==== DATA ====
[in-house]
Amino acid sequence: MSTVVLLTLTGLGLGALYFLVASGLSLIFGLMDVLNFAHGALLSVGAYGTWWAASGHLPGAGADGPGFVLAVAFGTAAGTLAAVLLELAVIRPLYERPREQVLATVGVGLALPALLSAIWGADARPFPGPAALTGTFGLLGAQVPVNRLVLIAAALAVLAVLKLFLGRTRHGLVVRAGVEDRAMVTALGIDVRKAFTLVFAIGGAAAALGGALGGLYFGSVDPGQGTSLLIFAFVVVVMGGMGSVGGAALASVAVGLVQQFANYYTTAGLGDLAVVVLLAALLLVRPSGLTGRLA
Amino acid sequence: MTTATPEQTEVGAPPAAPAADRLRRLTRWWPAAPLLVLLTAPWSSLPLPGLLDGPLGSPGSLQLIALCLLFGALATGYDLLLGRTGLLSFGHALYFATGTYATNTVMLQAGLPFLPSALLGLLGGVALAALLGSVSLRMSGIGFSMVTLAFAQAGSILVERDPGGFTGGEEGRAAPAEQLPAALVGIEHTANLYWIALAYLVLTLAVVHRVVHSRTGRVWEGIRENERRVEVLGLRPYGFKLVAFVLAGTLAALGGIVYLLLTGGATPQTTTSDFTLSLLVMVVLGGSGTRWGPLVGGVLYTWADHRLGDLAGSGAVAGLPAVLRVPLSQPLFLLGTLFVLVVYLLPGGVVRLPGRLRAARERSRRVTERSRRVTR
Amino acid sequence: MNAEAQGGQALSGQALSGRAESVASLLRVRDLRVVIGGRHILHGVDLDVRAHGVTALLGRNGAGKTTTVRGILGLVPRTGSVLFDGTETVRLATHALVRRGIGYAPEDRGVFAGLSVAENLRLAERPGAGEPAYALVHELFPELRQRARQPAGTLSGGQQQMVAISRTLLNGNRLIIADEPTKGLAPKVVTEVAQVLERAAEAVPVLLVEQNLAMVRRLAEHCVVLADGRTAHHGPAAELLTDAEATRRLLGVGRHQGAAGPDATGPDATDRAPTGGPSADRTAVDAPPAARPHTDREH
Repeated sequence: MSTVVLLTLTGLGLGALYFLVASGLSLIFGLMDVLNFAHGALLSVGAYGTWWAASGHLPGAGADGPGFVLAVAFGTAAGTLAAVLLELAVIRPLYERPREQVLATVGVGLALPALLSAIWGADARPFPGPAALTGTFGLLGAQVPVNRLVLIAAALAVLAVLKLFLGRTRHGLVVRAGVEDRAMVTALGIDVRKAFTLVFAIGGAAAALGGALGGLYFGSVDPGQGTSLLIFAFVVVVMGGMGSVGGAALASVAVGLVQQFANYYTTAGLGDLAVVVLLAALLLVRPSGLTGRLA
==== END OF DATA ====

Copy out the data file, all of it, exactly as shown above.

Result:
[in-house]
Amino acid sequence: MSTVVLLTLTGLGLGALYFLVASGLSLIFGLMDVLNFAHGALLSVGAYGTWWAASGHLPGAGADGPGFVLAVAFGTAAGTLAAVLLELAVIRPLYERPREQVLATVGVGLALPALLSAIWGADARPFPGPAALTGTFGLLGAQVPVNRLVLIAAALAVLAVLKLFLGRTRHGLVVRAGVEDRAMVTALGIDVRKAFTLVFAIGGAAAALGGALGGLYFGSVDPGQGTSLLIFAFVVVVMGGMGSVGGAALASVAVGLVQQFANYYTTAGLGDLAVVVLLAALLLVRPSGLTGRLA
Amino acid sequence: MTTATPEQTEVGAPPAAPAADRLRRLTRWWPAAPLLVLLTAPWSSLPLPGLLDGPLGSPGSLQLIALCLLFGALATGYDLLLGRTGLLSFGHALYFATGTYATNTVMLQAGLPFLPSALLGLLGGVALAALLGSVSLRMSGIGFSMVTLAFAQAGSILVERDPGGFTGGEEGRAAPAEQLPAALVGIEHTANLYWIALAYLVLTLAVVHRVVHSRTGRVWEGIRENERRVEVLGLRPYGFKLVAFVLAGTLAALGGIVYLLLTGGATPQTTTSDFTLSLLVMVVLGGSGTRWGPLVGGVLYTWADHRLGDLAGSGAVAGLPAVLRVPLSQPLFLLGTLFVLVVYLLPGGVVRLPGRLRAARERSRRVTERSRRVTR
Amino acid sequence: MNAEAQGGQALSGQALSGRAESVASLLRVRDLRVVIGGRHILHGVDLDVRAHGVTALLGRNGAGKTTTVRGILGLVPRTGSVLFDGTETVRLATHALVRRGIGYAPEDRGVFAGLSVAENLRLAERPGAGEPAYALVHELFPELRQRARQPAGTLSGGQQQMVAISRTLLNGNRLIIADEPTKGLAPKVVTEVAQVLERAAEAVPVLLVEQNLAMVRRLAEHCVVLADGRTAHHGPAAELLTDAEATRRLLGVGRHQGAAGPDATGPDATDRAPTGGPSADRTAVDAPPAARPHTDREH
Repeated sequence: MSTVVLLTLTGLGLGALYFLVASGLSLIFGLMDVLNFAHGALLSVGAYGTWWAASGHLPGAGADGPGFVLAVAFGTAAGTLAAVLLELAVIRPLYERPREQVLATVGVGLALPALLSAIWGADARPFPGPAALTGTFGLLGAQVPVNRLVLIAAALAVLAVLKLFLGRTRHGLVVRAGVEDRAMVTALGIDVRKAFTLVFAIGGAAAALGGALGGLYFGSVDPGQGTSLLIFAFVVVVMGGMGSVGGAALASVAVGLVQQFANYYTTAGLGDLAVVVLLAALLLVRPSGLTGRLA